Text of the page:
Time passed writing about passing time in an airport coffee shop…
Travelling. Again. In Melbourne Airport, for four and half hours, but not my final destination, or even second to final in this marathon, budget airline leapfrog across the Pacific, Tasman and Indian Oceans. I am in an airport café sipping the oh so treasured caffeinated chocolate beverage I swore yet again to give up. And shall swear again, once the well of heart-quickened words dries, trails to a final period, final drop of coffee swallowed at the end of this page…
I am flying to Bali today, a Christmas holiday come a month late but not a moment too soon. A break from work and yet more work, a break of some considerable force to my cheerfully forgotten, paid just on time bottom line. Work to live or live to work? In truth I would prefer neither, but forced to choose I am working to be alive, and right now is the time for living.
It is not such a bad place to be stranded, this sun-burned, lucky land. I have always liked Australia—more so than anywhere else on Earth save the United Kingdom, it is just like home—albeit a sun-drenched, sun-worshiping version of such. Hotter of temperature and temperament than New Zealand, it is our louder, brasher “across the ditch” own.
I admire the self-confidence and assertiveness here, rare in my home of birds that do not fly and single lone predator—the Katipo spider, a pint-sized beast of passive-aggressive hostility at best, likely to bite only when pushed into corner or shoe. New Zealanders, more like the sheep who outnumber us twenty to one than killer spiders, tend to follow the herd, herd instinctively to the back of a pen. Like the damp, green pastures from mountains to sea, we are softer round surface and edge than Australians; we shrink from a person of loud, sure hand.
Australia has a vastness not just of its land, although perhaps learned of it; of wide open spaces and limitless, continental horizons—a vastness of heart and mind less sighted in smaller, skinnier isles. “Mateship,” the word for universal friendship between blokes really exists in Australia. The airport security officer who gave directions not with authority but airless amity; the student who made my coffee neither embarrassed to be serving me, or by way of compensation, haughty—such is far from common in less secure, narrow lands.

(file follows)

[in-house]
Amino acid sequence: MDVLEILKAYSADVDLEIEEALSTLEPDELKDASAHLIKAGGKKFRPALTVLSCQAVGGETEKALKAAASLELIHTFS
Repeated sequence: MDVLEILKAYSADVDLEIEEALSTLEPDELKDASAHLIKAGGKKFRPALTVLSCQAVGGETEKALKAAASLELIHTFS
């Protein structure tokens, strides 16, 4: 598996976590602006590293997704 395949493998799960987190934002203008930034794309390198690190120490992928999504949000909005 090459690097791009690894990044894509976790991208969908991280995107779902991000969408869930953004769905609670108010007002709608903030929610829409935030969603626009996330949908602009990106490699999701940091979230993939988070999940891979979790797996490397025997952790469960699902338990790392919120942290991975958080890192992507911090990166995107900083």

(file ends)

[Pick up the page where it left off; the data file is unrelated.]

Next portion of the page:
It took a while, several hours in fact, and all of the previous words, before untold Australian flags, t-shirts and hats of yellow and green led me to realise that today is January 26, Australia Day, the one day of three hundred and sixty-five that Australians take even more pride in being themselves than their unabashed norm. Serendipity has a way of following me around, especially when writing…
Salutation To The Soul Of Australia
My aspiring heart is saluting you.
My illumining soul is loving you.
In you I see the perfect combination of the
body’s service and the vital’s dynamism.
Your soul is at once the embodiment
of the ancient sun and revelation
of tomorrow’s dawn.
Your body’s consciousness is the expansion
Your heart’s delight is the perfection
Slowly and steadily your body walks.
Pointedly and unerringly your mind runs.
Devotedly and unconditionally your heart
Eternally and supremely your soul flies.
Your life’s greatness-dream is humanity’s
Your life’s goodness-reality is humanity’s
—Sri Chinmoy, My Heart’s Salutation To Australia, Part 1.
* * *